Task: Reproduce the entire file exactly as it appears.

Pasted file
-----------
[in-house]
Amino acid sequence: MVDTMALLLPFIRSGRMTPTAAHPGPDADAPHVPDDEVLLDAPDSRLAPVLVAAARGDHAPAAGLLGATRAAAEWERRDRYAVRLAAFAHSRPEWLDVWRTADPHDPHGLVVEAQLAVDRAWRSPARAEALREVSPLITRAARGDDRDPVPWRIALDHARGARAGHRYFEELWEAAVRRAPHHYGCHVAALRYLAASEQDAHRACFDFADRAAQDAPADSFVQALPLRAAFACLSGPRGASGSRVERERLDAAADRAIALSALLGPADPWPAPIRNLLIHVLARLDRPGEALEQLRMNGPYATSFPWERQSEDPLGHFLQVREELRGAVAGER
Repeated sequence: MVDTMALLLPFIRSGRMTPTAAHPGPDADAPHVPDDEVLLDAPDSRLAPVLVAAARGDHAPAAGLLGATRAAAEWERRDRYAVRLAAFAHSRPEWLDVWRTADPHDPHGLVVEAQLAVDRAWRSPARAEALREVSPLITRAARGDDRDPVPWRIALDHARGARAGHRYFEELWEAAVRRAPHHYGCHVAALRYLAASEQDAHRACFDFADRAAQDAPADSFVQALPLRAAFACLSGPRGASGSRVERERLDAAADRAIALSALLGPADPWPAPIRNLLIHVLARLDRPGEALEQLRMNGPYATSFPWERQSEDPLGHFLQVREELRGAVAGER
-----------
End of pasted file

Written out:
[in-house]
Amino acid sequence: MVDTMALLLPFIRSGRMTPTAAHPGPDADAPHVPDDEVLLDAPDSRLAPVLVAAARGDHAPAAGLLGATRAAAEWERRDRYAVRLAAFAHSRPEWLDVWRTADPHDPHGLVVEAQLAVDRAWRSPARAEALREVSPLITRAARGDDRDPVPWRIALDHARGARAGHRYFEELWEAAVRRAPHHYGCHVAALRYLAASEQDAHRACFDFADRAAQDAPADSFVQALPLRAAFACLSGPRGASGSRVERERLDAAADRAIALSALLGPADPWPAPIRNLLIHVLARLDRPGEALEQLRMNGPYATSFPWERQSEDPLGHFLQVREELRGAVAGER
Repeated sequence: MVDTMALLLPFIRSGRMTPTAAHPGPDADAPHVPDDEVLLDAPDSRLAPVLVAAARGDHAPAAGLLGATRAAAEWERRDRYAVRLAAFAHSRPEWLDVWRTADPHDPHGLVVEAQLAVDRAWRSPARAEALREVSPLITRAARGDDRDPVPWRIALDHARGARAGHRYFEELWEAAVRRAPHHYGCHVAALRYLAASEQDAHRACFDFADRAAQDAPADSFVQALPLRAAFACLSGPRGASGSRVERERLDAAADRAIALSALLGPADPWPAPIRNLLIHVLARLDRPGEALEQLRMNGPYATSFPWERQSEDPLGHFLQVREELRGAVAGER